There is currently a battle going on for the connector we use to listen to music, and by many accounts, the 3.5mm headphone jack is losing.
The reasons are not very clear, but numerous have been offered, including the thickness of the connector preventing phones from becoming thinner, needing the internal space for other technology such as batteries or vibrators, or more nefariously nudging users to buy expensive and partly proprietary Bluetooth headphones.
Microsoft’s new patent won’t solve the last issue, but if implemented would help the first two.
Microsoft’s patent for a “Plug receptacle for an electronic device” proposes replacing the internal headphone silo for an expandable, partially external one, which would retain the sleek look of the device when the headphone jack is not plugged in, but would increase the space available when needed without impacting other structures.
In the abstract Microsoft explains:
A plug receptacle is disclosed, comprising a receptacle housing having a passage configured to receive at least a part of a plug of a plug connector, a front side having a first opening and a top side having a second, elongated opening that intersects the first opening, the passage opening to the front side via the first opening and to the top side via the second opening. The plug receptacle also comprises at least one plug receptacle cover that is reversibly extendable between a cover position and an open position. In the cover position, the at least one plug receptacle cover covers the second opening at least partially. In the open position, at least a part of the at least one plug receptacle cover is extended outwards, so that the at least the part of the plug partially extends through the second opening.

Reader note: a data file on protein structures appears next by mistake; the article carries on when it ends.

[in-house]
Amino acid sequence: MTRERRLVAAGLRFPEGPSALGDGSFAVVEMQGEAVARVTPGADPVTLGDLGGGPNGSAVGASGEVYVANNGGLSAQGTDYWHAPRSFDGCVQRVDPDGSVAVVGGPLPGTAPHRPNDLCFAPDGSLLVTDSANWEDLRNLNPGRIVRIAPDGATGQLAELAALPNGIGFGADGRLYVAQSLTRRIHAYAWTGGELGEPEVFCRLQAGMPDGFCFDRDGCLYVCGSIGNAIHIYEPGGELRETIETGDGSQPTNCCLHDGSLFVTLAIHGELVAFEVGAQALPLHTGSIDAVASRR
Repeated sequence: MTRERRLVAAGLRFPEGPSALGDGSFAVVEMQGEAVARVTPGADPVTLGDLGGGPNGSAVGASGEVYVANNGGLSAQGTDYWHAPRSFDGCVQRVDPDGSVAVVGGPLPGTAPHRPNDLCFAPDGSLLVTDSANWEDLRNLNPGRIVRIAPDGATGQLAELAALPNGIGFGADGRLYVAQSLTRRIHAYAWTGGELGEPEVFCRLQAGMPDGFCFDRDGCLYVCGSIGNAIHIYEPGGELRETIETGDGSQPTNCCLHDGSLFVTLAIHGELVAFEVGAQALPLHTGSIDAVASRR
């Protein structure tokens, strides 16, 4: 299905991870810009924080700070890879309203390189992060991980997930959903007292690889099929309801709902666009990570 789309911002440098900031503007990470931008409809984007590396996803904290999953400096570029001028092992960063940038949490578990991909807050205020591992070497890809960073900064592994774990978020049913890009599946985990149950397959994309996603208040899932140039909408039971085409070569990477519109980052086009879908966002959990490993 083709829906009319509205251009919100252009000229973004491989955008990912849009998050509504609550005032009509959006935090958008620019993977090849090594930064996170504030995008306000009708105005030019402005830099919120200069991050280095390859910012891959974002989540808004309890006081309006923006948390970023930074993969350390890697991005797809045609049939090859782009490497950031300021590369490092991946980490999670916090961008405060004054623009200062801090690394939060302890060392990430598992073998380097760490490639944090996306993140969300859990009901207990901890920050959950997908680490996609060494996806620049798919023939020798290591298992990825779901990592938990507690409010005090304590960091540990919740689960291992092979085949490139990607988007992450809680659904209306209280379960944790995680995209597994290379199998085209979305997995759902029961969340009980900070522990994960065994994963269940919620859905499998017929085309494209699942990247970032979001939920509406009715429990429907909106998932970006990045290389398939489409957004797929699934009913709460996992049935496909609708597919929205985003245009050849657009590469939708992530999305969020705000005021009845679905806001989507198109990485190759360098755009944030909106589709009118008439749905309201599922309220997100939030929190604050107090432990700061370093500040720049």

Microsoft proposes at least 3 configurations:
The first would have a flexible material which can expand when the headphone jack in inserted, the second would be a hard pleated material which would similarly expand, and the last would expand in both directions, for ultra-slim devices.
Microsoft proposes spring-like electrical contacts to carry the current to the headphones, but also suggest contacts may only be needed on one side of the plug, which would simplify construction.
Ultimately the final product would look like the above images.
It seems to me that while the idea is good, because it would increase manufacturing complexity without earning the OEM any more money (unlike removing the headphone jack) it is unlikely to succeed except for the occasional gimmick, meaning we should probably make peace with losing the headphone jack in a phone generation or two.
The full patent, which was filed in August 2016, can be read here.